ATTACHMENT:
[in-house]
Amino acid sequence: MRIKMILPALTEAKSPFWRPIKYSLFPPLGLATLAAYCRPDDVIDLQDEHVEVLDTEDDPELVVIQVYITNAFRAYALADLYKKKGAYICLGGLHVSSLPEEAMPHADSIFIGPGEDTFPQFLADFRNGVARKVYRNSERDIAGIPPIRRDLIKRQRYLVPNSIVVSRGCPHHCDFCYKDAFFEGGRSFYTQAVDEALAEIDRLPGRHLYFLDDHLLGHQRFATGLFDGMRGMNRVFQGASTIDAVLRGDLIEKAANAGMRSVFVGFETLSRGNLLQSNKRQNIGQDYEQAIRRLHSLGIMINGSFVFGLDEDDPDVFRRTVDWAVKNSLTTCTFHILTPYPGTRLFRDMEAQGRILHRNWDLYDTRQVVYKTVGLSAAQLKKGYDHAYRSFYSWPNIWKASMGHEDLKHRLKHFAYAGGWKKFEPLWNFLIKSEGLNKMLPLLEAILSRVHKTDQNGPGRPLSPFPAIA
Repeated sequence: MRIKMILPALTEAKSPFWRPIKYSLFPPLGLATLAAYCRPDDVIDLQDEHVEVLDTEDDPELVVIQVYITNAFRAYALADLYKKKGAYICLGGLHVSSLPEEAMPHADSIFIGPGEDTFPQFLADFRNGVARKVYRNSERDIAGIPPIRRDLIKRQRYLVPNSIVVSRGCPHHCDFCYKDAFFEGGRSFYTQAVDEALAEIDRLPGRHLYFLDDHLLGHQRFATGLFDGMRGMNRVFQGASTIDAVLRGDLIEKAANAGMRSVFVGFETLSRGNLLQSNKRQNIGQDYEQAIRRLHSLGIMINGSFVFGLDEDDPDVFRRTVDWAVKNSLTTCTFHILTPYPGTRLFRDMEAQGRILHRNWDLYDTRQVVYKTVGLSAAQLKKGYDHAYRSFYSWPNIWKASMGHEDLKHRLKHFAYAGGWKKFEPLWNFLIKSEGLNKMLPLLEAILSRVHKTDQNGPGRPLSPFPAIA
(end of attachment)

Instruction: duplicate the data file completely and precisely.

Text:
[in-house]
Amino acid sequence: MRIKMILPALTEAKSPFWRPIKYSLFPPLGLATLAAYCRPDDVIDLQDEHVEVLDTEDDPELVVIQVYITNAFRAYALADLYKKKGAYICLGGLHVSSLPEEAMPHADSIFIGPGEDTFPQFLADFRNGVARKVYRNSERDIAGIPPIRRDLIKRQRYLVPNSIVVSRGCPHHCDFCYKDAFFEGGRSFYTQAVDEALAEIDRLPGRHLYFLDDHLLGHQRFATGLFDGMRGMNRVFQGASTIDAVLRGDLIEKAANAGMRSVFVGFETLSRGNLLQSNKRQNIGQDYEQAIRRLHSLGIMINGSFVFGLDEDDPDVFRRTVDWAVKNSLTTCTFHILTPYPGTRLFRDMEAQGRILHRNWDLYDTRQVVYKTVGLSAAQLKKGYDHAYRSFYSWPNIWKASMGHEDLKHRLKHFAYAGGWKKFEPLWNFLIKSEGLNKMLPLLEAILSRVHKTDQNGPGRPLSPFPAIA
Repeated sequence: MRIKMILPALTEAKSPFWRPIKYSLFPPLGLATLAAYCRPDDVIDLQDEHVEVLDTEDDPELVVIQVYITNAFRAYALADLYKKKGAYICLGGLHVSSLPEEAMPHADSIFIGPGEDTFPQFLADFRNGVARKVYRNSERDIAGIPPIRRDLIKRQRYLVPNSIVVSRGCPHHCDFCYKDAFFEGGRSFYTQAVDEALAEIDRLPGRHLYFLDDHLLGHQRFATGLFDGMRGMNRVFQGASTIDAVLRGDLIEKAANAGMRSVFVGFETLSRGNLLQSNKRQNIGQDYEQAIRRLHSLGIMINGSFVFGLDEDDPDVFRRTVDWAVKNSLTTCTFHILTPYPGTRLFRDMEAQGRILHRNWDLYDTRQVVYKTVGLSAAQLKKGYDHAYRSFYSWPNIWKASMGHEDLKHRLKHFAYAGGWKKFEPLWNFLIKSEGLNKMLPLLEAILSRVHKTDQNGPGRPLSPFPAIA